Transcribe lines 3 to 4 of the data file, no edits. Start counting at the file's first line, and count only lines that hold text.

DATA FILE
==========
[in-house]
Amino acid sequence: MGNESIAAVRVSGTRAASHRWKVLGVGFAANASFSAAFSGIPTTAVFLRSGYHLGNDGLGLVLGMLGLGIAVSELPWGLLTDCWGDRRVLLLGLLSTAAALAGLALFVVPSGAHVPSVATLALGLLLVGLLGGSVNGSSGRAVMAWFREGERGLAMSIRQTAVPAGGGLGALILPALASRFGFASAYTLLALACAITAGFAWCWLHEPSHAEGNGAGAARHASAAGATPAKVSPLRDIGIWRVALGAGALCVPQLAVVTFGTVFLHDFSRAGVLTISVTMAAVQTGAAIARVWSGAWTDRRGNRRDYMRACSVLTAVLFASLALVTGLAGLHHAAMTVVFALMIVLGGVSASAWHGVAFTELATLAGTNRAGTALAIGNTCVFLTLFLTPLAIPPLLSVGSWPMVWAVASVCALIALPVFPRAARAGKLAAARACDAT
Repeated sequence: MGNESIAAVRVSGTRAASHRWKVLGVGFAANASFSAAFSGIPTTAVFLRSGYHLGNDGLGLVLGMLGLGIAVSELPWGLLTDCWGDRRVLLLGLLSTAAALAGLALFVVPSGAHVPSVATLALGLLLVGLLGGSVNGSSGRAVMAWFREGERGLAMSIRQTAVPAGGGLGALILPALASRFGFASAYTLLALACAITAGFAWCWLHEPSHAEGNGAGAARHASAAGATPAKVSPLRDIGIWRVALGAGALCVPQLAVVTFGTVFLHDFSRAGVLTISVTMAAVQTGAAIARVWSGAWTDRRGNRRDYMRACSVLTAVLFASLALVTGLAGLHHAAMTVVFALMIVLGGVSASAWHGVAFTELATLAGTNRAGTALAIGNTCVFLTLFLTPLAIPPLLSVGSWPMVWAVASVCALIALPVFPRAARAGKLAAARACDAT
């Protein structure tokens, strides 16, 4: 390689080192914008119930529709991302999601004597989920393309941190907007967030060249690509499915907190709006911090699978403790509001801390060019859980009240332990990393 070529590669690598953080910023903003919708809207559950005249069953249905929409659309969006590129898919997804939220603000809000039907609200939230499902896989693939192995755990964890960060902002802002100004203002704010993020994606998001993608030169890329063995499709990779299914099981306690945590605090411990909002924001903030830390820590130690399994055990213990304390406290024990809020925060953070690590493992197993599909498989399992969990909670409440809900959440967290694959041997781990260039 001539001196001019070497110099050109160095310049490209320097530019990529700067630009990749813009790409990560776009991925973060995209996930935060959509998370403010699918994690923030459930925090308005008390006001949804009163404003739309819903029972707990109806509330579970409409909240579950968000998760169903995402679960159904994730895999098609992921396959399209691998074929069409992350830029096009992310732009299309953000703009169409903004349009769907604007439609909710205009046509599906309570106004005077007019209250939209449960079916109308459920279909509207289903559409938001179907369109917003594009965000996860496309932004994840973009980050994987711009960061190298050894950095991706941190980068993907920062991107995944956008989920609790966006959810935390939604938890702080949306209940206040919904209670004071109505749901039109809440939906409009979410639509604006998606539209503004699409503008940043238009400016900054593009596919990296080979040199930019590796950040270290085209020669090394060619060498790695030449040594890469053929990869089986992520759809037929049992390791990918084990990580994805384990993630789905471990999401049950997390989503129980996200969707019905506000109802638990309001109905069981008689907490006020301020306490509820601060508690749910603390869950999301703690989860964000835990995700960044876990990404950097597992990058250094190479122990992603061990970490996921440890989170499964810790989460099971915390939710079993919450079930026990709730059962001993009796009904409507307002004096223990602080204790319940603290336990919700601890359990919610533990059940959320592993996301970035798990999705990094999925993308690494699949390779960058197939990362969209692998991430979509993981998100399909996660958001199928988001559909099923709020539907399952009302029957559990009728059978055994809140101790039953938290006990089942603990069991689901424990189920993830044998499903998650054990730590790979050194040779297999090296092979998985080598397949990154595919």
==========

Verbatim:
Repeated sequence: MGNESIAAVRVSGTRAASHRWKVLGVGFAANASFSAAFSGIPTTAVFLRSGYHLGNDGLGLVLGMLGLGIAVSELPWGLLTDCWGDRRVLLLGLLSTAAALAGLALFVVPSGAHVPSVATLALGLLLVGLLGGSVNGSSGRAVMAWFREGERGLAMSIRQTAVPAGGGLGALILPALASRFGFASAYTLLALACAITAGFAWCWLHEPSHAEGNGAGAARHASAAGATPAKVSPLRDIGIWRVALGAGALCVPQLAVVTFGTVFLHDFSRAGVLTISVTMAAVQTGAAIARVWSGAWTDRRGNRRDYMRACSVLTAVLFASLALVTGLAGLHHAAMTVVFALMIVLGGVSASAWHGVAFTELATLAGTNRAGTALAIGNTCVFLTLFLTPLAIPPLLSVGSWPMVWAVASVCALIALPVFPRAARAGKLAAARACDAT
């Protein structure tokens, strides 16, 4: 390689080192914008119930529709991302999601004597989920393309941190907007967030060249690509499915907190709006911090699978403790509001801390060019859980009240332990990393 070529590669690598953080910023903003919708809207559950005249069953249905929409659309969006590129898919997804939220603000809000039907609200939230499902896989693939192995755990964890960060902002802002100004203002704010993020994606998001993608030169890329063995499709990779299914099981306690945590605090411990909002924001903030830390820590130690399994055990213990304390406290024990809020925060953070690590493992197993599909498989399992969990909670409440809900959440967290694959041997781990260039 001539001196001019070497110099050109160095310049490209320097530019990529700067630009990749813009790409990560776009991925973060995209996930935060959509998370403010699918994690923030459930925090308005008390006001949804009163404003739309819903029972707990109806509330579970409409909240579950968000998760169903995402679960159904994730895999098609992921396959399209691998074929069409992350830029096009992310732009299309953000703009169409903004349009769907604007439609909710205009046509599906309570106004005077007019209250939209449960079916109308459920279909509207289903559409938001179907369109917003594009965000996860496309932004994840973009980050994987711009960061190298050894950095991706941190980068993907920062991107995944956008989920609790966006959810935390939604938890702080949306209940206040919904209670004071109505749901039109809440939906409009979410639509604006998606539209503004699409503008940043238009400016900054593009596919990296080979040199930019590796950040270290085209020669090394060619060498790695030449040594890469053929990869089986992520759809037929049992390791990918084990990580994805384990993630789905471990999401049950997390989503129980996200969707019905506000109802638990309001109905069981008689907490006020301020306490509820601060508690749910603390869950999301703690989860964000835990995700960044876990990404950097597992990058250094190479122990992603061990970490996921440890989170499964810790989460099971915390939710079993919450079930026990709730059962001993009796009904409507307002004096223990602080204790319940603290336990919700601890359990919610533990059940959320592993996301970035798990999705990094999925993308690494699949390779960058197939990362969209692998991430979509993981998100399909996660958001199928988001559909099923709020539907399952009302029957559990009728059978055994809140101790039953938290006990089942603990069991689901424990189920993830044998499903998650054990730590790979050194040779297999090296092979998985080598397949990154595919």